Please use this identifier to cite or link to this item: http://hdl.handle.net/10603/15494
Title: Cloning expression and molecular characterization of CIS epoxysuccinate hydrolase from nocardia tartaricans
Researcher: Vasu V
Guide(s): Meenakshisundaram S
Keywords: Cis-epoxysuccinate hydrolase, cloning, open reading frame, nocardia tartaricans
Upload Date: 30-Jan-2014
University: Anna University
Completed Date: 
Abstract: Cis-epoxysuccinate hydrolase (CESH) gene of about 762 bp was cloned from Nocardia tartaricans ATCC31191, and the open reading frame (ORF) sequence predicted a protein of 253 amino acids with a molecular mass of about 28 kDa. On the basis of structural and possible functional similarities between the CESH and other members of the haloacid dehalogenase superfamily, candidate catalytic amino acids (conserved amino acids) in the active site of the CESH were predicted to be crucial for its catalytic activity. In total, 17 different recombinant clones were constructed encoding mutant CESH proteins with a single amino acid residue substitution by the respective mutation primers. Out of 17 mutants, mutant Y192F alone produced insoluble protein and the remaining mutants produced soluble proteins, which were taken for characterization. Interestingly, the mutants D18A, D18E, Q20E, T22A, R55E, N134D, K164A, H190A, H190N, H190Q, D193A and D193E resulted in complete loss of activity whereas the mutants Y58F, T133A, S189A and Y192D retained partial enzyme activity. Furthermore, the active-site residues responsible for the opening of CES were analyzed and the mechanism underlying the catalytic triad involved in L(+)- tartaric acid biosynthesis was proposed. Immobilization of cis-epoxysuccinate hydrolase-containing E. coli for L(+)-tartaric acid production was carried out using entrapment in and#954;- carrageenan gel. The apparent Km and Vmax values for immobilized and free cells were 135 mM and 68 U for free cells (50 mg cells), and 236 mM and 62 U for immobilized cells (1 g immobilized beads contains 50 mg cells). After 10 repeated batches, the conversion rate for immobilized cells was about 95% compared to 10% for free cells, which indicated that the immobilized cells showed good production stability. newline newline newline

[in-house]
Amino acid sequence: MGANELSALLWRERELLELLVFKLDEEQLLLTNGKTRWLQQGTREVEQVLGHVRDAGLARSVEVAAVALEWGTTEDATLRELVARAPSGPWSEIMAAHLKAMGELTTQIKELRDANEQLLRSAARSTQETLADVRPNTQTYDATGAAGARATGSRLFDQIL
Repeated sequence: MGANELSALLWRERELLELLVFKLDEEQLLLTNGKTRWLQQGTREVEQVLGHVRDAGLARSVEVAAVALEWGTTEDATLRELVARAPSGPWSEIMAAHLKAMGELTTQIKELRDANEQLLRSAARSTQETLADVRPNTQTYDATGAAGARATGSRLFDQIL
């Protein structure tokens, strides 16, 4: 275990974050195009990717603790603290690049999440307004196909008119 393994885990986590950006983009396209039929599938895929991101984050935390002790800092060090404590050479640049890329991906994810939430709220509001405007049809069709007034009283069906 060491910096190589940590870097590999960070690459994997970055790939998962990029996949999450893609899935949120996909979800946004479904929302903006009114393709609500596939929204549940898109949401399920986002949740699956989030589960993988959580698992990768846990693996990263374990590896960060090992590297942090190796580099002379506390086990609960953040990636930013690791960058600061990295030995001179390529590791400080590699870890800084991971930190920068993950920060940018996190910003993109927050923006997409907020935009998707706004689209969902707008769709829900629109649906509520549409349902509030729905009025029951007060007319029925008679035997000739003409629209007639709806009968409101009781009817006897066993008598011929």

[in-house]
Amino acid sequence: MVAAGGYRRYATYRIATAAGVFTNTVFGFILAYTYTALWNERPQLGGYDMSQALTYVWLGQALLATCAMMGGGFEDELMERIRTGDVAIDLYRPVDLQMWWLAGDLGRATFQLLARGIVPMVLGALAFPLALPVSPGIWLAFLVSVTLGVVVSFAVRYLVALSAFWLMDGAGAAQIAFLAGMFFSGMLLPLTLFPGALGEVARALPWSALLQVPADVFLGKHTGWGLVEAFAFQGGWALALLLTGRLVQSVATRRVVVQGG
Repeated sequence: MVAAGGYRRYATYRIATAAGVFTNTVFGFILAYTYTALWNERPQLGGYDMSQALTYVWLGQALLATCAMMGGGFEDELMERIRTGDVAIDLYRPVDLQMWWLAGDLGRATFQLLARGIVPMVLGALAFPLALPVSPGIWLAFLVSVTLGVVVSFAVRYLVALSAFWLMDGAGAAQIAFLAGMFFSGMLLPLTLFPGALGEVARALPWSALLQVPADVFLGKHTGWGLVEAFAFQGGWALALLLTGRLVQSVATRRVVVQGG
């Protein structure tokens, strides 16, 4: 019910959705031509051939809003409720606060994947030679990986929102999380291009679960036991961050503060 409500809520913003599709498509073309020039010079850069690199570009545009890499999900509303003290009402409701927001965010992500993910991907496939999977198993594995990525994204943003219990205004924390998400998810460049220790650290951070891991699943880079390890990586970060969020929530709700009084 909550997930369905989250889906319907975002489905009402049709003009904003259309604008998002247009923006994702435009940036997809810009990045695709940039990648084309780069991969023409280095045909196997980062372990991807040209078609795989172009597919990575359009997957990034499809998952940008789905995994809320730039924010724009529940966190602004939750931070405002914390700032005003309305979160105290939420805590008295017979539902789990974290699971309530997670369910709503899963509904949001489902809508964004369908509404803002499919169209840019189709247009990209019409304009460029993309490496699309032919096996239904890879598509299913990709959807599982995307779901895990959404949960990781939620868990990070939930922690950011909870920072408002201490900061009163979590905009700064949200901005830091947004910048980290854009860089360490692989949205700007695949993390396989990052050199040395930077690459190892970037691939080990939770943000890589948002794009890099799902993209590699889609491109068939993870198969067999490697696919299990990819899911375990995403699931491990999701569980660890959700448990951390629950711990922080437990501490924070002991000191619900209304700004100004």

Pagination: xix, 157
URI: http://hdl.handle.net/10603/15494
Appears in Departments:Faculty of Technology

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02_certificates.pdf685.33 kBAdobe PDFView/Open
03_abstract.pdf25.8 kBAdobe PDFView/Open
04_acknowledgement.pdf15.34 kBAdobe PDFView/Open
05_contents.pdf69.5 kBAdobe PDFView/Open
06_chapter 1.pdf695.69 kBAdobe PDFView/Open
07_chapter 2.pdf436.35 kBAdobe PDFView/Open
08_chapter 3.pdf3.82 MBAdobe PDFView/Open
09_chapter 4.pdf121.89 kBAdobe PDFView/Open
10_chapter 5.pdf41.47 kBAdobe PDFView/Open
11_appendix 1.pdf4.49 MBAdobe PDFView/Open
12_references.pdf145.68 kBAdobe PDFView/Open
13_publicaitons.pdf48.44 kBAdobe PDFView/Open
14_vitae.pdf23.95 kBAdobe PDFView/Open


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